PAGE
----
Katie Exum, publisher and editor of Alabama Trails magazine is the guest on episode 33 of Birmingham Shines.
Rotary Trail in downtown Birmingham is the next trail set to open in Birmingham.
Rotary Trail is part of a much larger trail system under development in the Magic City and surrounding areas.
We are so blessed to have amazing outdoor recreation opportunities all around us. Birmingham’s burgeoning trail system and city parks are one of the reasons that Birmingham is gaining so much attention from national media and tourism bloggers. Yes, we have amazing food. But we have so much more and outdoor recreation is a big part of that.
I wanted to have Katie on the show because she and her husband have created a relatively new magazine that focuses on outdoor recreation opportunities all across Alabama, including those here in the greater Birmingham area. I think it’s a great resource for anyone who wants to learn more about what to see and do all across Alabama, including right here in Birmingham.
If you’re a regular listener to Birmingham Shines, you might remember that Deon Gordon said he marks the turning point in Birmingham’s renaissance with the creation of Railroad Park. Others on the show have echoed that sentiment. Teresa Thorne, executive director of City Action Partnership, known as CAPS downtown, is one of those individuals. Another guest, David Weigel singled out the city parks and outdoor recreation opportunities surrounding the greater Birmingham area as one of the reasons Birmingham Shines. Scot Duncan, a professor at Birmingham Southern College talked about Alabama’s amazing biodiversity and why it matters for our city, region and state.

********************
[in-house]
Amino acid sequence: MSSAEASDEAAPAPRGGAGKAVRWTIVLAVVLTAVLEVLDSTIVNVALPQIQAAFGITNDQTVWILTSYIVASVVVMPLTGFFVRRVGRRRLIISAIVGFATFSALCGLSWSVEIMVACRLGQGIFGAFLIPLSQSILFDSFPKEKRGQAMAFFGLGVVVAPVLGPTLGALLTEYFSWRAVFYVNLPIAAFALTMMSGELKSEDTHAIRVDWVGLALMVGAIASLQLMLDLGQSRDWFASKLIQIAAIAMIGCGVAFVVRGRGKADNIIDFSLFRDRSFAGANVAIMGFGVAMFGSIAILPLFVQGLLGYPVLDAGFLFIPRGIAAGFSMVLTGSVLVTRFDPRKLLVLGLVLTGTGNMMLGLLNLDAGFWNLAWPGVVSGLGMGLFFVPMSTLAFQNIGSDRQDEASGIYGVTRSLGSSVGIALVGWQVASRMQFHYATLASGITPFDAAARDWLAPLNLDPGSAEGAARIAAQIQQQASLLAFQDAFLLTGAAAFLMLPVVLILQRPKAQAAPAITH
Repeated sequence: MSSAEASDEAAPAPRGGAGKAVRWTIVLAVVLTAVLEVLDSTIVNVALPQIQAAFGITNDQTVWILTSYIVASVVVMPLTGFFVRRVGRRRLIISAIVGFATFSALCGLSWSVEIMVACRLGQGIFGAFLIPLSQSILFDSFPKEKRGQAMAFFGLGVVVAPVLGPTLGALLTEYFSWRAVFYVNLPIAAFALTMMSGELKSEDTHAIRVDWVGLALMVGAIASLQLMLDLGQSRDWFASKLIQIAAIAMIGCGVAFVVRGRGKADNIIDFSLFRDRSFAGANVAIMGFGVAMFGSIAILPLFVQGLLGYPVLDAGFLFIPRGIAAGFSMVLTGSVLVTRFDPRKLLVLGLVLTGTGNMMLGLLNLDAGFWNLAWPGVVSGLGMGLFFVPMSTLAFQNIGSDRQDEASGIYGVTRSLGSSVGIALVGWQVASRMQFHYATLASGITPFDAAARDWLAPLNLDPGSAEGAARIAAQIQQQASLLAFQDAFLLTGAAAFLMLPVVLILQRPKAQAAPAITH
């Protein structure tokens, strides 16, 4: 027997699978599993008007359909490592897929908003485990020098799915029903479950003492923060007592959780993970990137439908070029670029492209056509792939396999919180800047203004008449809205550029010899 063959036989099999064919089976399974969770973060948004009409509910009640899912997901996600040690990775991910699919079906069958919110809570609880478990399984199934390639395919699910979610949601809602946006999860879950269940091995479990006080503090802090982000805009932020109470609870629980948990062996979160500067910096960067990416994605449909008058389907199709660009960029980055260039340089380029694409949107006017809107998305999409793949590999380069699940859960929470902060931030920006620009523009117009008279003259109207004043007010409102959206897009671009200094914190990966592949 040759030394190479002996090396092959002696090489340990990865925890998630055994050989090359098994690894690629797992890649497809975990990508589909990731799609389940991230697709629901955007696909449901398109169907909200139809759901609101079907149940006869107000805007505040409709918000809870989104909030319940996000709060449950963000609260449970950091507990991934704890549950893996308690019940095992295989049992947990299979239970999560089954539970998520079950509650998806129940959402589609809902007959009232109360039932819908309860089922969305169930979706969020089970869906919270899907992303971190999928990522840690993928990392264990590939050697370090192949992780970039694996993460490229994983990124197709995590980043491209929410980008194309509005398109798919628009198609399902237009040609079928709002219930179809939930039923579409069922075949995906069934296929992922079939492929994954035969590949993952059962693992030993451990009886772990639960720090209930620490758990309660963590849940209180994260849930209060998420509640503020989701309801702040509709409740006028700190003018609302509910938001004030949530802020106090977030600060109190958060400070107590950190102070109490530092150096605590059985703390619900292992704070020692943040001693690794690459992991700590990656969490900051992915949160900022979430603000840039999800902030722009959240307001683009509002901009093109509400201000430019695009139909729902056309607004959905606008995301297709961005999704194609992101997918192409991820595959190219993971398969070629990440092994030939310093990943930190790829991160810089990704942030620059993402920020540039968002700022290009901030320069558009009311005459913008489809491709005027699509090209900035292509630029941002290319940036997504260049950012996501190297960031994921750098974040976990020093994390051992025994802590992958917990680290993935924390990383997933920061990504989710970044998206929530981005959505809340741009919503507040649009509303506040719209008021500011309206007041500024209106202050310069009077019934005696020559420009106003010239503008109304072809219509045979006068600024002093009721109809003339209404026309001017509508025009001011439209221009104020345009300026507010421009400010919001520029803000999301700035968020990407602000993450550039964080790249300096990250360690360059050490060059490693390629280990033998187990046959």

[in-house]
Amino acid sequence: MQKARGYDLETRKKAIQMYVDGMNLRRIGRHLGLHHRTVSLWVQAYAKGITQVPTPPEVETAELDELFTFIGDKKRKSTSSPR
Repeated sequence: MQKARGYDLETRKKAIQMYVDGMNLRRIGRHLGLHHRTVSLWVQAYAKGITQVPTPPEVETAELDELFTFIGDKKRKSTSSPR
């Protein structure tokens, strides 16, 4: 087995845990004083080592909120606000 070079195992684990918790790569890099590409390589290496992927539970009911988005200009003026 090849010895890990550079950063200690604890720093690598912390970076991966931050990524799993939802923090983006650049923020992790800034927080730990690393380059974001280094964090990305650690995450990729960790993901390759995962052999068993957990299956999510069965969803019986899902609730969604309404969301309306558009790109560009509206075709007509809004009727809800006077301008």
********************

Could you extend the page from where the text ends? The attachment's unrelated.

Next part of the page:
Full show notes here: http://birminghamshines.com
Nelson Brooke has served as Black Warrior Riverkeeper since 2004. The nonprofit Black Warrior Riverkeeper organization provides leadership in protecting the Black Warrior River, one of the primary sources of drinking water to the City of Birmingham and several other surrounding municipalities and public water systems.
Nelson explains why water is so important and how the modern "disconnect" from water contributes to the lack of public awareness about the importance of protecting water.
We take a look at some of the challenges of protecting water in Alabama. We also discuss briefly some of the hidden costs that we incur personally and as a society as a result of failure to enforce existing water quality regulations and the failure to update water protection regulations. For instance, many pharmaceuticals and emerging chemical hazards aren't yet covered by the regulatory system or treatment protocols. We are exposed to these chemicals that persist in drinking water and this exposure contributes to the increased rates of cancer and other health problems. We collectively incur the medical costs of treatment of these health conditions and it might be less expensive to remove the chemicals from the water supply, or find ways to limit the discharge of these products into rivers, streams and reservoirs.
We also touch on the role that our natural environment plays in outdoor recreation and the economic opportunities this offers.
Find out more at http://birminghamshines.com